Skip to Content

Through My Father’s Eyes

Christine London on the sacrifice and dignity of those who have fought in wars in defense of our country. Read more from Christine on her blog.


In the sunset of his years, I remember my father lamenting, “World War II sacrifices are being forgotten.”

In the overwhelming tidal wave of information in our modern world, it can indeed seem that the fading echoes of history, even ones still within our grasp by way of the handful of living veterans, is in danger of being lost.

Through My Father's Eyes: Never Forget

Dad became an officer and earned his wings at nineteen. The mantel of adulthood weighted boys like him in a hurry when they found themselves face to face with death and carnage. Dad lost a crewmember in the Pacific theatre of WWII, to a piece of shrapnel that tore through the thin skin of his PB4Y bomber, severing the legs of his crewman. He saw the aftermath of Iwo Jima, dismemberment littering the landscape. His crew photographed from far above, the horror of a flattened, smouldering Hiroshima before even they were informed what had happened. They flew into the eye of a typhoon, something not yet done in those days.

Nothing has changed in present day conflict. Still there are those on the front lines—witness to the costs. No wonder the hollow-eyed gaze of boys turned too-soon to men is still reflected in the modern eyes of war.

The rights so dearly won may at first seem ephemeral, but the absence of them unimaginable to a nation formed on the bedrock of freedom. These very concepts of human rights, dignity, liberty, fill the hearts of every American who has tasted the fruits of their sacrifice. It is on the backs of those valiant men and women dad thought forgotten, that we rest. Home in the bosom of free speech, justice handed down by peers, protection from the storms of any other’s religions or ideals, lest it impinge upon our own.

What would the world look like now had Nazi Germany and the tyranny of 1940 Japan run rough shod over not only our shores, but the world? Cold frissons of dreadful imaginings creep up the spine at the thought.

My grandfather was a doughboy, marching European soil in the “Great War” having left his wife of just days behind. It was four long years before his return to American soil, no doubt having witnessed the unimaginable. Could he have ever dreamed that the ‘war to end all wars’ would too soon lead to yet another, diverting the life path of his son from four years of university into the hell that is war? I can only guess at their anguish as they sent him off.

Those are the sacrifices of people who know the meaning and worth of self- determination and human dignity. Loss of the beloved youth of a nation is deemed not too great a price to insure the future remain intact for freedom loving men and women everywhere.

Today my daughter works a continent away from her roots and home in California in support of these same values. As a U.S. Marine officer she stands shoulder to shoulder with the best young men and women our country has to offer. Her father served in the United States Coast Guard in protection of home shores. They too were and are ready at a moments notice, to defend the constitution of the United States and listen to those echoes of the past when their father, grandfather, great grandfathers put everything on the line.

This Veterans Day if you see a service man or woman, remember to thank them for the days, weeks, months they spend away from the love and support of their friends and family in service to the larger family of their country. Thank too their wives, husbands, daughter, sons, parents who give up the presence and support of their sons, daughters, fathers and mothers to keep home and family running smoothly in their serviceman or woman’s absence. It is a lonely, often thankless sacrifice.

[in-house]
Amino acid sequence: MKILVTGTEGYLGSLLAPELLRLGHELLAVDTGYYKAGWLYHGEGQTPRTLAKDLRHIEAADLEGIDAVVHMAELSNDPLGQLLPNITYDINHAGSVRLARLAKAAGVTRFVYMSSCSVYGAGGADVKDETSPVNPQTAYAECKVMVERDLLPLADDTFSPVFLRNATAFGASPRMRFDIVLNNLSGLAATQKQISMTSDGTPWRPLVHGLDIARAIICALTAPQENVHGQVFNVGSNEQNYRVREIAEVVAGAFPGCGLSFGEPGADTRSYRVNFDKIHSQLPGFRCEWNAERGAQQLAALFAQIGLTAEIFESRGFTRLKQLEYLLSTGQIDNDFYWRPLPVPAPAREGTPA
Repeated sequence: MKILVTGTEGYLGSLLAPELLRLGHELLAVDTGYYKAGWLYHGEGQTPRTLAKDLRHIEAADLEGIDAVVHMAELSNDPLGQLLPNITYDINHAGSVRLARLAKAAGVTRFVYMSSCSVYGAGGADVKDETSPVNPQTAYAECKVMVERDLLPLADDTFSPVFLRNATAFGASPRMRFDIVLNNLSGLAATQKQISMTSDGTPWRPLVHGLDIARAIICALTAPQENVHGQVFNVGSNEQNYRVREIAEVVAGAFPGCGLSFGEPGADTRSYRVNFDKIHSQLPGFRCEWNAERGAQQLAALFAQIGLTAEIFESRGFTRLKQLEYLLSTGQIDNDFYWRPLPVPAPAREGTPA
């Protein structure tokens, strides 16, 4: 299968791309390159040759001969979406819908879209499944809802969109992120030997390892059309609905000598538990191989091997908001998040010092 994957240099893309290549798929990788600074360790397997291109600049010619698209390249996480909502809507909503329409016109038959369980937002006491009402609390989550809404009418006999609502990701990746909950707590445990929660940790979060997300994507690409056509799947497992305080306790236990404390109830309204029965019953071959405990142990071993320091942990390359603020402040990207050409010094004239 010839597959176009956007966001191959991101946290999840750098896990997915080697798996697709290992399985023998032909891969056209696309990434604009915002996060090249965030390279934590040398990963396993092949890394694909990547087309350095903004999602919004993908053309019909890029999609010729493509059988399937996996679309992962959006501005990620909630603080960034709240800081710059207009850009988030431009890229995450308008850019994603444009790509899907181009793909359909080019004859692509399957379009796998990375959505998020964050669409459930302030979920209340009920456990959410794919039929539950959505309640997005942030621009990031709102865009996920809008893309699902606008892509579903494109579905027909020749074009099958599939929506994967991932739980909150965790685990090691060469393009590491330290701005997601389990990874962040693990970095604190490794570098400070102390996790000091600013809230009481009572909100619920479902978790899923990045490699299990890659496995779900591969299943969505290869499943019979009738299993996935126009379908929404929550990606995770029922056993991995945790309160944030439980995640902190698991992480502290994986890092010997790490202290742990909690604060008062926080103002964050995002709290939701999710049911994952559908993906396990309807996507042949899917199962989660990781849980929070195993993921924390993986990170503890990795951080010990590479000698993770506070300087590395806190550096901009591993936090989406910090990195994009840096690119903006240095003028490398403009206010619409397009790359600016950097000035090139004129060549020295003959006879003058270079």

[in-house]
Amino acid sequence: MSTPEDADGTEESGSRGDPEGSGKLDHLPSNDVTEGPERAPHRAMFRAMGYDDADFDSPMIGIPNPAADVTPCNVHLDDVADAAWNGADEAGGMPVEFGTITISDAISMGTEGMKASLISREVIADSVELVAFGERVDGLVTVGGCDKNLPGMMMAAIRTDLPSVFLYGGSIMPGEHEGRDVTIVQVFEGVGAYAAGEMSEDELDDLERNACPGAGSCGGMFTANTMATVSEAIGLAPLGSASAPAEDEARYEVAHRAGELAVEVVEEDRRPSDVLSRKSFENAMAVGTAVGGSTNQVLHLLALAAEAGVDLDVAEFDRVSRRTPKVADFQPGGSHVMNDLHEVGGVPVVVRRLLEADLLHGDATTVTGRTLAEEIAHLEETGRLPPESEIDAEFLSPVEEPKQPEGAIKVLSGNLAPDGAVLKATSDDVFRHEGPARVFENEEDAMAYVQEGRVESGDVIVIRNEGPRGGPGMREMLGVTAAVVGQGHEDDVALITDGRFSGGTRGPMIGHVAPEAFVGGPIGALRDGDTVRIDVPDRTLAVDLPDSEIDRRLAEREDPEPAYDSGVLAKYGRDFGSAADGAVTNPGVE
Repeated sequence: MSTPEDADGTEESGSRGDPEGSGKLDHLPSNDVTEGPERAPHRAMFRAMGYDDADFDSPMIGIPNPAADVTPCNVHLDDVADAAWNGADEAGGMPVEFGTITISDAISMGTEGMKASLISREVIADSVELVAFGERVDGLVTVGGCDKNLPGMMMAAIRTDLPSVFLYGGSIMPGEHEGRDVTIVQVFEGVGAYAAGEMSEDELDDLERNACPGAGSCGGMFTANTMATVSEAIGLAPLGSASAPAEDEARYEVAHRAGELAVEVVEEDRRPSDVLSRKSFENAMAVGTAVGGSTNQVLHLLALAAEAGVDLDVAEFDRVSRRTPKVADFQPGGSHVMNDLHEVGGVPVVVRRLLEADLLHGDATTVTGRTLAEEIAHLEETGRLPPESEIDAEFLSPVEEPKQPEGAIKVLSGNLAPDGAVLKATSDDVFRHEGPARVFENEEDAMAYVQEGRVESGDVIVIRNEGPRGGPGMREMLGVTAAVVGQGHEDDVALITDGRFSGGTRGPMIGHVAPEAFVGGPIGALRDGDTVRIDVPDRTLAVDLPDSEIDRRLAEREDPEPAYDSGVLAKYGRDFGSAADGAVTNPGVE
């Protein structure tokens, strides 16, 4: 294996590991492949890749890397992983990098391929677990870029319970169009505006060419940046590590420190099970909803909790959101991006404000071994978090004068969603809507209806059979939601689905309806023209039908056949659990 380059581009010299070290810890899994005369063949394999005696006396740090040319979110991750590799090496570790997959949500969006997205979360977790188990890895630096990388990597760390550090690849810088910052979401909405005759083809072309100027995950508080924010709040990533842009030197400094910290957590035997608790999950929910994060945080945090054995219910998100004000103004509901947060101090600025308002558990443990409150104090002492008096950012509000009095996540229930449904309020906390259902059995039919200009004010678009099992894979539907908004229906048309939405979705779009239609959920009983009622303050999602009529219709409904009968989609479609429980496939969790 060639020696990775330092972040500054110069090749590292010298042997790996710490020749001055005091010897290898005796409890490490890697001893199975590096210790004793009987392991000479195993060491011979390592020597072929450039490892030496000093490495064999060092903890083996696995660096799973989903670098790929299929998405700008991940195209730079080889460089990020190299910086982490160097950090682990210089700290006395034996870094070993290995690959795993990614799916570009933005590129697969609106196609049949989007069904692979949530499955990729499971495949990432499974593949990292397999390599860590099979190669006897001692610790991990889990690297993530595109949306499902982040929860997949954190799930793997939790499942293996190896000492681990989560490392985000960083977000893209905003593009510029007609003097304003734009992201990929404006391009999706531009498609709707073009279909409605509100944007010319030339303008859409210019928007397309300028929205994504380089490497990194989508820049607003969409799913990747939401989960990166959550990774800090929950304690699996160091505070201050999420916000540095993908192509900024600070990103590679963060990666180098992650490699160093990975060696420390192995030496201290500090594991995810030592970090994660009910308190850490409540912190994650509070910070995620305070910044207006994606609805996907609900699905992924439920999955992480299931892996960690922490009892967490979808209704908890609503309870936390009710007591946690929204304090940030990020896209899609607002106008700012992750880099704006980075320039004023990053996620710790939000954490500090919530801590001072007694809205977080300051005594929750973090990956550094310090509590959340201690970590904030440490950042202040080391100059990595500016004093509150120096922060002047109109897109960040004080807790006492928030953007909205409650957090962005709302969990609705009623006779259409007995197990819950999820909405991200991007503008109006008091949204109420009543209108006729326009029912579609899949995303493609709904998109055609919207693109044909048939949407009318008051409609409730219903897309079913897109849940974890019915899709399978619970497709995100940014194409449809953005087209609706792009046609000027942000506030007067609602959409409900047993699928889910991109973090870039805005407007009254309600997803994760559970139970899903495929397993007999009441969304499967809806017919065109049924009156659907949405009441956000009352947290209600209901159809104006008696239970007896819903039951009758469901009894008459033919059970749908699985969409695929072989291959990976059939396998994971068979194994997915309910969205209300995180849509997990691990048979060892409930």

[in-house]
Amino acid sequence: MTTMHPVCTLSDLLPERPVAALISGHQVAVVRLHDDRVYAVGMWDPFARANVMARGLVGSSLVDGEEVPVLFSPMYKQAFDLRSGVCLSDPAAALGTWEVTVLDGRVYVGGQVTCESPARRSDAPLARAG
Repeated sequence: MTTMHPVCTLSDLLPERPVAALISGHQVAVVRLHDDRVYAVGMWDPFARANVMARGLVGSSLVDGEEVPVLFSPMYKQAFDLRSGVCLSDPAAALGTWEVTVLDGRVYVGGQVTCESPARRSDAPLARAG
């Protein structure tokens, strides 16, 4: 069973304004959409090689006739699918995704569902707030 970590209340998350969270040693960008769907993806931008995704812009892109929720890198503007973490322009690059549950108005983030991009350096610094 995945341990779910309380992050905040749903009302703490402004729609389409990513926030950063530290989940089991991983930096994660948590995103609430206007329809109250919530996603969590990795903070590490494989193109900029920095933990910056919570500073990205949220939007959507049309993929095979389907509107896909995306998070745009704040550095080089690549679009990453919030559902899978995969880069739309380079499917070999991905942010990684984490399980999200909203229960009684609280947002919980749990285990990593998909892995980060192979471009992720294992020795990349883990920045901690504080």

Most of all — never forget.

Christine London

Christine is a multi-published L.A. girl who adores all things British. She considers herself the proverbial late bloomer, but hey--midlife is made for growing fabulous. You can find her most days tapping away at her computer—and smiling.

More Posts - Website

Follow Me:
TwitterFacebookPinterestGoogle Plus


Tuesday 11th of November 2014

As a military family, thank you for your family's service, too.

Joan Stommen

Tuesday 11th of November 2014

Your Dad saw and suffered more than mine; but the fact remains that there is dignity and heroism in fighting for their country. I try hard to keep daddy's and other veteransX stories alive for my grandkids. Im a strong supporter of Tom Hanks, the WWII memorial and other sites working to keep this victorious war a part of history . As you point out.....our lives could have been so very different otherwise. Great writing.....very touching!

JoAnn Ainsworth

Tuesday 11th of November 2014

I was little in WWII, but I can remember the fear when the air raid sirens went off and the pages and pages of missing or dead listed in the newspapers.

Christine London

Tuesday 11th of November 2014

And you've written a really entertaining book set during WWII-- "Expect Trouble" Really enjoyed the read, Joann

Thanks for dropping by to share your first hand memories.

Karalee Long

Monday 10th of November 2014

Thank you, Christine, for your blog of remembrance. We forget our history at our own peril. We are fortunate that we have had and still have men and women willing to serve our country to preserve our freedom. They deserve our thanks not only on Veterans' Day but everyday. They need to be remembered.

Christine London

Monday 10th of November 2014

My heartfelt sentiments too, Karalee. Well said.

Comments are closed.
Read previous post:
Low Testosterone, Low Libido and Fuzzy Brain

Menopause can be such a challenge. There’s the whole “fuzzy brain” scenario—you know, that “where is my car/my purse/my mind”...